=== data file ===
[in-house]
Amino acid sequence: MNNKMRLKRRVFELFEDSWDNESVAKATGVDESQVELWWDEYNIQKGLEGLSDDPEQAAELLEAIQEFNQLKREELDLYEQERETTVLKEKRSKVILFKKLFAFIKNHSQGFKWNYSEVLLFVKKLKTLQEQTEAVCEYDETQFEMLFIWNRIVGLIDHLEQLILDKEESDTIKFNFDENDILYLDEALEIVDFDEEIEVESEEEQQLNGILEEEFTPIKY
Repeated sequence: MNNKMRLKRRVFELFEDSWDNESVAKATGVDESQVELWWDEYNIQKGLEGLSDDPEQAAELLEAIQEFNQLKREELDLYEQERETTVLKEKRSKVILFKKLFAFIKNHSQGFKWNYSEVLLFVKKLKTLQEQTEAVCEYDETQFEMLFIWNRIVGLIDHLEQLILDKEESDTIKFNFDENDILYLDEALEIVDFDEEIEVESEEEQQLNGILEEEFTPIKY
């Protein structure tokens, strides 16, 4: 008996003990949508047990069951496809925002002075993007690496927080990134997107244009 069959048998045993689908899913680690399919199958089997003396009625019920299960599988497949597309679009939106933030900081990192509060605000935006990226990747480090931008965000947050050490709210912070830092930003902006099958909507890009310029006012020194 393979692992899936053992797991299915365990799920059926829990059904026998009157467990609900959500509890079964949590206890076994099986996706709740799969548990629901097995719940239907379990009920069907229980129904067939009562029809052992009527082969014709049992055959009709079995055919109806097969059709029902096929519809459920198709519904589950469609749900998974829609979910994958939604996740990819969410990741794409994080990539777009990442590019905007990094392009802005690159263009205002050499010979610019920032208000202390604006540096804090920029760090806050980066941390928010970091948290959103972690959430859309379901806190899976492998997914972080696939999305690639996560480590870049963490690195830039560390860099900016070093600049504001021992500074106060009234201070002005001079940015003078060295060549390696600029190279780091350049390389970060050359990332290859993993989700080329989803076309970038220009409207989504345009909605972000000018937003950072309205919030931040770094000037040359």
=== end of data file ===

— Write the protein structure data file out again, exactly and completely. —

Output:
[in-house]
Amino acid sequence: MNNKMRLKRRVFELFEDSWDNESVAKATGVDESQVELWWDEYNIQKGLEGLSDDPEQAAELLEAIQEFNQLKREELDLYEQERETTVLKEKRSKVILFKKLFAFIKNHSQGFKWNYSEVLLFVKKLKTLQEQTEAVCEYDETQFEMLFIWNRIVGLIDHLEQLILDKEESDTIKFNFDENDILYLDEALEIVDFDEEIEVESEEEQQLNGILEEEFTPIKY
Repeated sequence: MNNKMRLKRRVFELFEDSWDNESVAKATGVDESQVELWWDEYNIQKGLEGLSDDPEQAAELLEAIQEFNQLKREELDLYEQERETTVLKEKRSKVILFKKLFAFIKNHSQGFKWNYSEVLLFVKKLKTLQEQTEAVCEYDETQFEMLFIWNRIVGLIDHLEQLILDKEESDTIKFNFDENDILYLDEALEIVDFDEEIEVESEEEQQLNGILEEEFTPIKY
């Protein structure tokens, strides 16, 4: 008996003990949508047990069951496809925002002075993007690496927080990134997107244009 069959048998045993689908899913680690399919199958089997003396009625019920299960599988497949597309679009939106933030900081990192509060605000935006990226990747480090931008965000947050050490709210912070830092930003902006099958909507890009310029006012020194 393979692992899936053992797991299915365990799920059926829990059904026998009157467990609900959500509890079964949590206890076994099986996706709740799969548990629901097995719940239907379990009920069907229980129904067939009562029809052992009527082969014709049992055959009709079995055919109806097969059709029902096929519809459920198709519904589950469609749900998974829609979910994958939604996740990819969410990741794409994080990539777009990442590019905007990094392009802005690159263009205002050499010979610019920032208000202390604006540096804090920029760090806050980066941390928010970091948290959103972690959430859309379901806190899976492998997914972080696939999305690639996560480590870049963490690195830039560390860099900016070093600049504001021992500074106060009234201070002005001079940015003078060295060549390696600029190279780091350049390389970060050359990332290859993993989700080329989803076309970038220009409207989504345009909605972000000018937003950072309205919030931040770094000037040359």